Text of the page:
We are exploring a new rural demonstration that will assist local communities in designing a better system of care while improving access, quality and sustainability through more value-based payment design.
But while CMS is advancing innovation on many fronts we must make sure that the agency is not a barrier to innovation.
Rules and regulations, even though well-intended, can be the greatest obstacle to patient care and innovation. The American Hospital Association has found that providers spend nearly $39 billion a year solely on the administrative actions related to regulatory compliance. That’s about how much the federal government spent on premium tax credits for the whole country in 2017.
As part of our Patients over Paperwork initiative, we received over 3,000 comments, and over 2,000 healthcare professionals attended our listening sessions.
CMS is delivering results. We’ve addressed nearly 60% of the suggestions and, through regulation changes alone, providers have already saved nearly 5.2 billion dollars and 53 million hours through 2021. This included our major effort to address the system for physician documentation, which hadn’t been updated in 20 years. But our work isn’t done, look out for another burden reduction RFI this year as we build on our recent success.
We know how critical it is that CMS staff have a true understanding of the daily experiences of patients and providers, so we have been getting our staff out of the office and into the field to witness firsthand the administrative tasks that providers have to complete due to our requirements. Our team is starting to think entirely differently about regulation and trying to avoid complexity as we develop new regulations.
We are also working on changes to our Stark regulation, so we can remove barriers that get in the way of providers moving into value-based agreements while continuing to protect patients.
CMS maintains the health and safety standards for every healthcare facility in the nation. We partner with state agencies and accrediting organizations, who are responsible for ensuring that all facilities are meeting the minimum health and safety standards. We are taking a hard look at how we oversee these entities, to make sure that they are accountable, consistent and effective in serving this vital public trust role.
Our regulations are critical to ensure safe, high-quality patient care, but over time they have become too prescriptive.
To address this problem, we made proposals last year to streamline our requirements across settings, reduce duplication and focus on outcomes, not process. And you can expect more of these kinds of proposals later this year.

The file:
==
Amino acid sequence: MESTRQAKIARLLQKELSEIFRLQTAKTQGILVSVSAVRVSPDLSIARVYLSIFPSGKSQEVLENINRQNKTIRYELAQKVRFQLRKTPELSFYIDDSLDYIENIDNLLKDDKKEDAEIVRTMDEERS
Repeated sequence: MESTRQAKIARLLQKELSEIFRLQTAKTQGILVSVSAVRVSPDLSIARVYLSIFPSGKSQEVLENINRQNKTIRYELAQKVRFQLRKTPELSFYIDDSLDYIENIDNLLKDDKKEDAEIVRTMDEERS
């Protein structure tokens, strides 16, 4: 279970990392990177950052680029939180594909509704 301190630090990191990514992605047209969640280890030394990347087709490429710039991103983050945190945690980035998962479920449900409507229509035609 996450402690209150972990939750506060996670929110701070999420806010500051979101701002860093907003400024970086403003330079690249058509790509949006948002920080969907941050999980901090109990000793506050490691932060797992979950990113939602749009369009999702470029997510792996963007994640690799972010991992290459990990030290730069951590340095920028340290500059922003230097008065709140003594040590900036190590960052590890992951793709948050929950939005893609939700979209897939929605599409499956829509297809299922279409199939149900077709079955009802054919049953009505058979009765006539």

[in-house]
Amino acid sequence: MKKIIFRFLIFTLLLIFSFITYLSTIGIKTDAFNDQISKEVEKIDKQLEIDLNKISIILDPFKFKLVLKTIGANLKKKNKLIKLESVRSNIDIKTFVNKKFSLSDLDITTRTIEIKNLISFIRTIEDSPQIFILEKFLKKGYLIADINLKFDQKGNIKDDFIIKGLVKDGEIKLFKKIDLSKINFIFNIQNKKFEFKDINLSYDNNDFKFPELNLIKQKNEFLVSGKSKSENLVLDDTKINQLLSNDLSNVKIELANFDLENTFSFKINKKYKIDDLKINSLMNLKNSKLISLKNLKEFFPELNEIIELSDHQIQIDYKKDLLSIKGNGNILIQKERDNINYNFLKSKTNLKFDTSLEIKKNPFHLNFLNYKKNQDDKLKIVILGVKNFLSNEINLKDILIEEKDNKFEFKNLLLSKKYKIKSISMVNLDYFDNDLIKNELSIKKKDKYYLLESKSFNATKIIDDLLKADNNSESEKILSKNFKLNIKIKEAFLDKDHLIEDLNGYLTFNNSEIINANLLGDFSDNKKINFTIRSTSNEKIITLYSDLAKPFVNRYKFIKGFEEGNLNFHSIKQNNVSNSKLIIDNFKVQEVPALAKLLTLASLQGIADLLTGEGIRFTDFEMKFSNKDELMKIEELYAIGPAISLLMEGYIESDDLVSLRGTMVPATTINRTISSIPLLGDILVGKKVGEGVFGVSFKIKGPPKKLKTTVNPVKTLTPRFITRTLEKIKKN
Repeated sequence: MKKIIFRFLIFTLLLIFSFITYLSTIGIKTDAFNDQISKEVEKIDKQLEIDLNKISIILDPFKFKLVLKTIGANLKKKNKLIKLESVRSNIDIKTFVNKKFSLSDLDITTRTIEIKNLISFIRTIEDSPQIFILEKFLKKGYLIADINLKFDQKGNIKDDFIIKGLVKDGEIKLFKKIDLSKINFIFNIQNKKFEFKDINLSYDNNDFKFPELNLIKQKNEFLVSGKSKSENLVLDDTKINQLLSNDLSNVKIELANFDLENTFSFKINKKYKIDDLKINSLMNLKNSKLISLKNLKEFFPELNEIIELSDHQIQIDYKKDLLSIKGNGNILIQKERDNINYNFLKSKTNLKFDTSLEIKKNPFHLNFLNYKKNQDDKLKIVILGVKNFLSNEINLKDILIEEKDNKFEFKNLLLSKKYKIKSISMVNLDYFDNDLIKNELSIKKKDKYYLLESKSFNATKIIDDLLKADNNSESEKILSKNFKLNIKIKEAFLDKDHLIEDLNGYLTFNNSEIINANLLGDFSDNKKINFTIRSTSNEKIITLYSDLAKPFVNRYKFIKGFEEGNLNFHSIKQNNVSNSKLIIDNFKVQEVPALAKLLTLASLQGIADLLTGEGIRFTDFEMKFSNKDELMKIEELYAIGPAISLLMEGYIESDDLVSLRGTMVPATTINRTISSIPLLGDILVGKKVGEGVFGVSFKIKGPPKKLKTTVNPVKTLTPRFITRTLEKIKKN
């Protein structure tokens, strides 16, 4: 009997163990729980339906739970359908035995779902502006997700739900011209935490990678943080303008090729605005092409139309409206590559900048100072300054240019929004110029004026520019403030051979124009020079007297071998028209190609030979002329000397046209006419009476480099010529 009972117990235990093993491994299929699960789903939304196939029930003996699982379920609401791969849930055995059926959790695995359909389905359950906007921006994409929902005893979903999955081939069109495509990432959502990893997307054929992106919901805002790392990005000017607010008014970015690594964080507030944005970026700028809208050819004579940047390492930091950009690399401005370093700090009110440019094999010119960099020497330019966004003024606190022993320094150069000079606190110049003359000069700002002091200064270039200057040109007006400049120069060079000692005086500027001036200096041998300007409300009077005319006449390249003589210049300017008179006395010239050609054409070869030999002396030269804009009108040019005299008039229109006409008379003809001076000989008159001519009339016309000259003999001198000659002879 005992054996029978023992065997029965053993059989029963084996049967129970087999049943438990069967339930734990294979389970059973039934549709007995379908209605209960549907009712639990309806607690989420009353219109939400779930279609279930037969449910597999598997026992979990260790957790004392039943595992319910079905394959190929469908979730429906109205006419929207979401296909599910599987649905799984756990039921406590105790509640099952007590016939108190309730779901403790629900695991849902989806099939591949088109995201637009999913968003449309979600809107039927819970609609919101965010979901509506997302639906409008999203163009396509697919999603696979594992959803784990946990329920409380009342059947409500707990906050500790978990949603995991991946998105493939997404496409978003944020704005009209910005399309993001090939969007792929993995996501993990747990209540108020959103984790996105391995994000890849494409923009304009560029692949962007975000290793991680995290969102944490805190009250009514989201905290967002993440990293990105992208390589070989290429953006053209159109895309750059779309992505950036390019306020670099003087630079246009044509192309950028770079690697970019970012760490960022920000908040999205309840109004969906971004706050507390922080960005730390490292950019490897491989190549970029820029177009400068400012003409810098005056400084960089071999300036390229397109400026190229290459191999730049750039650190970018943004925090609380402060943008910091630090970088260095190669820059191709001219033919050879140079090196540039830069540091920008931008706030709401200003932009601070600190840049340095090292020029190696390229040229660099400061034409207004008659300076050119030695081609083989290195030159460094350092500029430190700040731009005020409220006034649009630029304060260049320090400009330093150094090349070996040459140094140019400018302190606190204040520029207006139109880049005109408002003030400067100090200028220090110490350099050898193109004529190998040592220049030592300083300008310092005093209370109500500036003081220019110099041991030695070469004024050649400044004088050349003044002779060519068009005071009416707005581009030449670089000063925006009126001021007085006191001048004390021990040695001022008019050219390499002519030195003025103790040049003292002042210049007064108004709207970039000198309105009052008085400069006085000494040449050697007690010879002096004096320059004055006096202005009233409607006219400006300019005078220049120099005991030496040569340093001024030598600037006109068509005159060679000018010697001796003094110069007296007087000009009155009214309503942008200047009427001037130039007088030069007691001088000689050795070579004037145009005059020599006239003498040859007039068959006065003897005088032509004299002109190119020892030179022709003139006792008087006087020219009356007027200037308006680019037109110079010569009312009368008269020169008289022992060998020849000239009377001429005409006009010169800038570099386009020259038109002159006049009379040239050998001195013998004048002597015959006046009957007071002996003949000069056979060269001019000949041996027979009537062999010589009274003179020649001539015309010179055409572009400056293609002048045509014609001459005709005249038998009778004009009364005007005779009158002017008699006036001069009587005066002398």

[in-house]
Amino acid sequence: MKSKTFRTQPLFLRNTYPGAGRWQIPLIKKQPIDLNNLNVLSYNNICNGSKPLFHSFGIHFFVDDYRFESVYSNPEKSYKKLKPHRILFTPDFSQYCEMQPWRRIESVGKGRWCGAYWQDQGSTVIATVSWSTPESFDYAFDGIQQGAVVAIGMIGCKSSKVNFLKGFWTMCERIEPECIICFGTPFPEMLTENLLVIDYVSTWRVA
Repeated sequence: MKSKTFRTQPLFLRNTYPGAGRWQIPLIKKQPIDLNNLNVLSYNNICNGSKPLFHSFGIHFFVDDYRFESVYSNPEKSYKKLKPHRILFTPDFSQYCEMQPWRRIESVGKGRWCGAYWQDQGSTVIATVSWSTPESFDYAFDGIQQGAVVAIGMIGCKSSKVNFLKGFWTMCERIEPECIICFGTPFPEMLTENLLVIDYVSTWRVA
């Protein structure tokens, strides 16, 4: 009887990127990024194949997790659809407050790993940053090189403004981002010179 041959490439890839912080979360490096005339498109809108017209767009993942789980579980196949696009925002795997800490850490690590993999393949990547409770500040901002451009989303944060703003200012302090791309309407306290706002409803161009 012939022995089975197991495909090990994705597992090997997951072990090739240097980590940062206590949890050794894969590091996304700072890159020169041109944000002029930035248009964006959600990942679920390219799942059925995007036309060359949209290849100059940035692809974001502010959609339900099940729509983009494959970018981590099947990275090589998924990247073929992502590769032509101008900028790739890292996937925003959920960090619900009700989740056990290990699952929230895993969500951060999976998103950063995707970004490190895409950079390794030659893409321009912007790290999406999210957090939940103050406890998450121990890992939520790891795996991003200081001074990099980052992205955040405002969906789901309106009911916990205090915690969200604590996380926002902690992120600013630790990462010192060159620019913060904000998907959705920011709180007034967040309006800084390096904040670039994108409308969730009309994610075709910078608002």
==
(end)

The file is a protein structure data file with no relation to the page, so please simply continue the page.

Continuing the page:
And as we rollback unnecessary or overly-burdensome regulations, we know there remains an important regulatory role to reduce waste, fraud, and abuse.
I have noticed that advocates of “Medicare for All” have cited the low administrative costs of this important program. But that isn’t something to brag about.
The reality is that the old fashioned way of approaching program integrity has only allowed us to review less than two tenths of a percent of the over 1 billion claims that Medicare processes every year. And as we move towards innovative payment models, we need to adopt a modern, smarter program integrity strategy.
That is why we are looking at how we can use advanced data analytics and new tools to help us review more claims and address high fraud areas.
And technology can help us not only in preventing fraud and abuse, it can also bring greater efficiency and higher quality to health care. CMS is modernizing our policies to support – not thwart – technology innovation.
For the very first time, Medicare is paying for virtual check-ins, meaning patients can connect with their doctors by phone or video chat, similar to how telehealth works.
We are currently undertaking a top-to-bottom review of CMS processes for paying for new technologies, to identify opportunities for improvements. Today's beneficiaries deserve access to the latest generation of medical innovation.
And while we make strides with medical innovation, health IT is mired in the previous century.
Many of you have heard me tell the story of my husband’s cardiac event, and how we didn’t get access to his complete digital healthcare record, when we left the hospital.
I know that my experience isn’t unique, and that this is happening to patients every day, all over the country.
We are improving the experience of every patient through a White House initiative called MyHealthEData. This initiative will ensure that patients have access to all of their records, that their health record is created at birth, travels with them seamlessly throughout their lives, and through every encounter with the health care delivery system, aggregating data from every source …and creating a truly complete medical record.
Last year, we overhauled the Meaningful Use Program so that it focuses on promoting interoperability, or allowing medical records to be transferred seamlessly through the healthcare system. For the very first time, hospitals trying to avoid penalties and doctors looking for incentive payments have to meet standards for privacy and security, use the new edition of electronic health records that allow data to be shared electronically with their patients, and ensure that they are communicating seamlessly with other providers about their patients' care – and the fax machine doesn’t count. With this flow of information, we will reduce duplication and harm in the healthcare system and advance coordinated care. And patients can choose to donate their data to researchers working to develop the next generation of cures and innovative treatments.